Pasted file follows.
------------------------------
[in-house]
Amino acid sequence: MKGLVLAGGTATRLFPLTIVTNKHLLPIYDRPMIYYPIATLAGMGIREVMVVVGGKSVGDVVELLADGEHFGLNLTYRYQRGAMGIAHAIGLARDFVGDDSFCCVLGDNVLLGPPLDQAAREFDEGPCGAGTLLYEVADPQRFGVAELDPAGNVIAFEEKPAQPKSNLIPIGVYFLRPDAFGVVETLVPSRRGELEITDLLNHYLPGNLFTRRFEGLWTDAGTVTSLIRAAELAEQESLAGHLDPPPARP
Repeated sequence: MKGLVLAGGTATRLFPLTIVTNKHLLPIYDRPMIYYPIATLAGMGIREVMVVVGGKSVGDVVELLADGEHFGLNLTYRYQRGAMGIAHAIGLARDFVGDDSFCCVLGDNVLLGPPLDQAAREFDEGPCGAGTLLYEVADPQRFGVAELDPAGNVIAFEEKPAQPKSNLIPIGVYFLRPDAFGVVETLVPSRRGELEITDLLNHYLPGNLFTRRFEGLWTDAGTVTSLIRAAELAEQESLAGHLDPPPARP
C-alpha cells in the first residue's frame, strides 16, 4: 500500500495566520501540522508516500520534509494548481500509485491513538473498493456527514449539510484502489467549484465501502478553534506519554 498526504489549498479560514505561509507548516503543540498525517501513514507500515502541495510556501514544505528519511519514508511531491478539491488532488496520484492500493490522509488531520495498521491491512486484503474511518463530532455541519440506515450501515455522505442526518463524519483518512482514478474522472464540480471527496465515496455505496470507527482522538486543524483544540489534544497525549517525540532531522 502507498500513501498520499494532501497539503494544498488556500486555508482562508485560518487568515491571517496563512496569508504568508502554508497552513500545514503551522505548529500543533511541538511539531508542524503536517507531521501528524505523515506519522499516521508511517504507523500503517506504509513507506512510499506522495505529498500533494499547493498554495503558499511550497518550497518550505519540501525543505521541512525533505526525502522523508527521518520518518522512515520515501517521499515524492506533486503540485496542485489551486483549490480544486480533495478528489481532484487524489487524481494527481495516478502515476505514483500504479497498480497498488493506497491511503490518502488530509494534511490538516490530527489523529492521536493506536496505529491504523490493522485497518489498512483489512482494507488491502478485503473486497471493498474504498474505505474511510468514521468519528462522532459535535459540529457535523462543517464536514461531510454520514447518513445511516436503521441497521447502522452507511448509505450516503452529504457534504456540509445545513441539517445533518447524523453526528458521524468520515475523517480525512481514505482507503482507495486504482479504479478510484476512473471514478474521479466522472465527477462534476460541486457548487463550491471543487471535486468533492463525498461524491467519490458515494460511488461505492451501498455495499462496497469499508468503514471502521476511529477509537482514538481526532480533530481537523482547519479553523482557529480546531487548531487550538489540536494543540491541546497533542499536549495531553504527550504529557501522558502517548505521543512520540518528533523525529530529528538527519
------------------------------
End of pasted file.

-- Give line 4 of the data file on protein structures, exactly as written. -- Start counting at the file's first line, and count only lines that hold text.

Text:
C-alpha cells in the first residue's frame, strides 16, 4: 500500500495566520501540522508516500520534509494548481500509485491513538473498493456527514449539510484502489467549484465501502478553534506519554 498526504489549498479560514505561509507548516503543540498525517501513514507500515502541495510556501514544505528519511519514508511531491478539491488532488496520484492500493490522509488531520495498521491491512486484503474511518463530532455541519440506515450501515455522505442526518463524519483518512482514478474522472464540480471527496465515496455505496470507527482522538486543524483544540489534544497525549517525540532531522 502507498500513501498520499494532501497539503494544498488556500486555508482562508485560518487568515491571517496563512496569508504568508502554508497552513500545514503551522505548529500543533511541538511539531508542524503536517507531521501528524505523515506519522499516521508511517504507523500503517506504509513507506512510499506522495505529498500533494499547493498554495503558499511550497518550497518550505519540501525543505521541512525533505526525502522523508527521518520518518522512515520515501517521499515524492506533486503540485496542485489551486483549490480544486480533495478528489481532484487524489487524481494527481495516478502515476505514483500504479497498480497498488493506497491511503490518502488530509494534511490538516490530527489523529492521536493506536496505529491504523490493522485497518489498512483489512482494507488491502478485503473486497471493498474504498474505505474511510468514521468519528462522532459535535459540529457535523462543517464536514461531510454520514447518513445511516436503521441497521447502522452507511448509505450516503452529504457534504456540509445545513441539517445533518447524523453526528458521524468520515475523517480525512481514505482507503482507495486504482479504479478510484476512473471514478474521479466522472465527477462534476460541486457548487463550491471543487471535486468533492463525498461524491467519490458515494460511488461505492451501498455495499462496497469499508468503514471502521476511529477509537482514538481526532480533530481537523482547519479553523482557529480546531487548531487550538489540536494543540491541546497533542499536549495531553504527550504529557501522558502517548505521543512520540518528533523525529530529528538527519